Saturday, 9 July 2011

Kayaking Wars

That was by far one of the funnest weeks I have ever had in the army, probably because it hardly felt like we were in the army at all this week. As part of the gdud's transition from being in training to starting a new kav; we had a week of relaxation and activities to give us some breathing space before we start 'kav tsafon' (northern border guarding) next week.

Before I talk about this week, there are far more important things that I need to mention on this blog; mainly the farewell of both my 'mem pey' (company commander) and 'mem mem' (platoon commander). For me personally, these two officers have been, without a doubt, the best two commanders I have had in my service so far and so it was incredibly momentous to see them leave. First of all, my 'mem mem', Itay, has been my officer and platoon commander for almost a year now and I can remember meeting him for the first time back last year when I returned to Israel after being home for a month. I even said to him that there had been a mistake me being placed in his platoon as most of the guys from my previous 'mahlaka' had gone to another company, so I told him that I wanted to move there instead. He told me not to worry and that everything will be ok and despite being apprehensive about him and the new 'mahlaka' at first, I am now so happy that I ended up where I am today (which happens to be better than the other company). He is a great officer; always a professional and a leader when we were in Gaza and always a fantastic example for all of us when we were in training. I really do think he's a top notch guy, I mean he didn't get 'mitstayen mahat' (brigade commander's outstanding soldier) for nothing, and that's why he deserves the appreciation that I'm giving him now. Also for me personally, he was always there to help me with any problems I had, especially when going out of his way to make sure I got the full time off to be with my parents or allowing me to get out all those 'hamshushim' to sort things out at home. It's the end of an era and my new 'mem mem', who also seems like a good guy too, has a big pair of shoes to step into.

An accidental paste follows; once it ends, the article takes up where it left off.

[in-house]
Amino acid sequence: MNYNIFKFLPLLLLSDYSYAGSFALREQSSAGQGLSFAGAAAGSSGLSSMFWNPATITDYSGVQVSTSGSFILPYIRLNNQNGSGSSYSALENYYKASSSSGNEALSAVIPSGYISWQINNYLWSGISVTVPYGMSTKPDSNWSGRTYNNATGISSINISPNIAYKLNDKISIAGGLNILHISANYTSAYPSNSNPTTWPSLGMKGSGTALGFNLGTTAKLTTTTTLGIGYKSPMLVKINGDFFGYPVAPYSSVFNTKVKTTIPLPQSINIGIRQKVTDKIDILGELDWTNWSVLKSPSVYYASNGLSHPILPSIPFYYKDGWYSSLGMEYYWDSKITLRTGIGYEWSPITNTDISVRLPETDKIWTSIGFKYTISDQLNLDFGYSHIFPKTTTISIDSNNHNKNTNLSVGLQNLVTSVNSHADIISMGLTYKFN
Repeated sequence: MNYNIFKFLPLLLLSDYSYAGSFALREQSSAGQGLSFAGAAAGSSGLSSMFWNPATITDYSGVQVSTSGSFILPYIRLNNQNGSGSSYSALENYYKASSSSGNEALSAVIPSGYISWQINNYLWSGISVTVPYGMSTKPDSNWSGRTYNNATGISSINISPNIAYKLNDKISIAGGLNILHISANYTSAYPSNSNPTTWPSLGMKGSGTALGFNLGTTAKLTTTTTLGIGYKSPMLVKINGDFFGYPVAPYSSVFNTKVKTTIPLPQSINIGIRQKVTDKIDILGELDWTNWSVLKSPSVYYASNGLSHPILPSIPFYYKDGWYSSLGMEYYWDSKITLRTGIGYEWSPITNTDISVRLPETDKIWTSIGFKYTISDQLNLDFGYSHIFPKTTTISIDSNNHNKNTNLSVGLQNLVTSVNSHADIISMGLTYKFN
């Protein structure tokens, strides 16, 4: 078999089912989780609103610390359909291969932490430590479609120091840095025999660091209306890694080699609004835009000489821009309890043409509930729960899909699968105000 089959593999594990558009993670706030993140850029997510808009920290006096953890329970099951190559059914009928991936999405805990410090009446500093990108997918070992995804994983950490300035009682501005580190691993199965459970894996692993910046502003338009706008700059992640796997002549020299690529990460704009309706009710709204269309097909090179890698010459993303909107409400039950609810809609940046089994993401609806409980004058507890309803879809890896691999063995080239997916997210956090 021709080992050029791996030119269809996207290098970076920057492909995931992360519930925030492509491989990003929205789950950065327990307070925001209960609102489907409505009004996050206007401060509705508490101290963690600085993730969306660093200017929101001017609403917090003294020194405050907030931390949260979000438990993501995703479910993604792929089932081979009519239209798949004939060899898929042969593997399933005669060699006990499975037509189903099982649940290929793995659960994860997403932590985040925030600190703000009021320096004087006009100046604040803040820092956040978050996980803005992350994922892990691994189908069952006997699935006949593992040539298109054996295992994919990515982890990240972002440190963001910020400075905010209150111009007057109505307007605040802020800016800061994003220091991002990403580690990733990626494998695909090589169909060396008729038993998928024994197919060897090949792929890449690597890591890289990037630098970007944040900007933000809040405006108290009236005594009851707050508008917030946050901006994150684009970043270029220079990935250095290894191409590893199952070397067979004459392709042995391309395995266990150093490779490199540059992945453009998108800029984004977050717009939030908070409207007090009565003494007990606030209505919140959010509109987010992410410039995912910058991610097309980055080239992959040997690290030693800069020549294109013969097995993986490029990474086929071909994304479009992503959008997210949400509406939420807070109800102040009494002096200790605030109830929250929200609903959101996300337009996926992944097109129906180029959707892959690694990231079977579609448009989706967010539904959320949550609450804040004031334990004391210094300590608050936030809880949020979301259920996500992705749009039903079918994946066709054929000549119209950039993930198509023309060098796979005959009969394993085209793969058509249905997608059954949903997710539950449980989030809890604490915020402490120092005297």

Back with my old friends from the gdud.